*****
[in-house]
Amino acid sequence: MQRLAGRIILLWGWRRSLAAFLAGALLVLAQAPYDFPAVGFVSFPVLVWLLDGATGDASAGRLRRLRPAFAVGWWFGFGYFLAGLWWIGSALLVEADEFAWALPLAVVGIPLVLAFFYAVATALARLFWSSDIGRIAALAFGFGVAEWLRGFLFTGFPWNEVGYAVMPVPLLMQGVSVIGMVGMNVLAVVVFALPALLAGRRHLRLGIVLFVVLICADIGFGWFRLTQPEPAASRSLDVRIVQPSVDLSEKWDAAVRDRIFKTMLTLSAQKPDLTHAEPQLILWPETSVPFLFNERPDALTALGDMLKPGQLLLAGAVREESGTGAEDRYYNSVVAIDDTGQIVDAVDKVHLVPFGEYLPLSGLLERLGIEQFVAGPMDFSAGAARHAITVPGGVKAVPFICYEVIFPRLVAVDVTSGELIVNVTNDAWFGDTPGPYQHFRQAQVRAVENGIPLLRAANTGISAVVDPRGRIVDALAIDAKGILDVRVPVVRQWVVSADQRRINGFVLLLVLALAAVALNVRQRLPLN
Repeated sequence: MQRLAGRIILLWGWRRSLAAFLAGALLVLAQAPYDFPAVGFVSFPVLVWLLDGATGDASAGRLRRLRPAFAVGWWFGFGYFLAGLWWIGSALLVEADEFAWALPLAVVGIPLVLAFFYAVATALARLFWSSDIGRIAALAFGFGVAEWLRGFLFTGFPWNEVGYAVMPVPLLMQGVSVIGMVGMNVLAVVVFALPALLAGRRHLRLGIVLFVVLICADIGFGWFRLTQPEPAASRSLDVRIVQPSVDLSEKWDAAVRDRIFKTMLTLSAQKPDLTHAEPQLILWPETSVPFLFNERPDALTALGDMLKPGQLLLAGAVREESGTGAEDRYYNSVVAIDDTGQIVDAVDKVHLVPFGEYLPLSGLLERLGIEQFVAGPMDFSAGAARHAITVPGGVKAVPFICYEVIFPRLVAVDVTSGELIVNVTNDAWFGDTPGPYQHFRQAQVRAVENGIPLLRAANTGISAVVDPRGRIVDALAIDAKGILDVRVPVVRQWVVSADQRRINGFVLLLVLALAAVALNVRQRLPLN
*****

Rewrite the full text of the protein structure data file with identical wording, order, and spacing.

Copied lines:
[in-house]
Amino acid sequence: MQRLAGRIILLWGWRRSLAAFLAGALLVLAQAPYDFPAVGFVSFPVLVWLLDGATGDASAGRLRRLRPAFAVGWWFGFGYFLAGLWWIGSALLVEADEFAWALPLAVVGIPLVLAFFYAVATALARLFWSSDIGRIAALAFGFGVAEWLRGFLFTGFPWNEVGYAVMPVPLLMQGVSVIGMVGMNVLAVVVFALPALLAGRRHLRLGIVLFVVLICADIGFGWFRLTQPEPAASRSLDVRIVQPSVDLSEKWDAAVRDRIFKTMLTLSAQKPDLTHAEPQLILWPETSVPFLFNERPDALTALGDMLKPGQLLLAGAVREESGTGAEDRYYNSVVAIDDTGQIVDAVDKVHLVPFGEYLPLSGLLERLGIEQFVAGPMDFSAGAARHAITVPGGVKAVPFICYEVIFPRLVAVDVTSGELIVNVTNDAWFGDTPGPYQHFRQAQVRAVENGIPLLRAANTGISAVVDPRGRIVDALAIDAKGILDVRVPVVRQWVVSADQRRINGFVLLLVLALAAVALNVRQRLPLN
Repeated sequence: MQRLAGRIILLWGWRRSLAAFLAGALLVLAQAPYDFPAVGFVSFPVLVWLLDGATGDASAGRLRRLRPAFAVGWWFGFGYFLAGLWWIGSALLVEADEFAWALPLAVVGIPLVLAFFYAVATALARLFWSSDIGRIAALAFGFGVAEWLRGFLFTGFPWNEVGYAVMPVPLLMQGVSVIGMVGMNVLAVVVFALPALLAGRRHLRLGIVLFVVLICADIGFGWFRLTQPEPAASRSLDVRIVQPSVDLSEKWDAAVRDRIFKTMLTLSAQKPDLTHAEPQLILWPETSVPFLFNERPDALTALGDMLKPGQLLLAGAVREESGTGAEDRYYNSVVAIDDTGQIVDAVDKVHLVPFGEYLPLSGLLERLGIEQFVAGPMDFSAGAARHAITVPGGVKAVPFICYEVIFPRLVAVDVTSGELIVNVTNDAWFGDTPGPYQHFRQAQVRAVENGIPLLRAANTGISAVVDPRGRIVDALAIDAKGILDVRVPVVRQWVVSADQRRINGFVLLLVLALAAVALNVRQRLPLN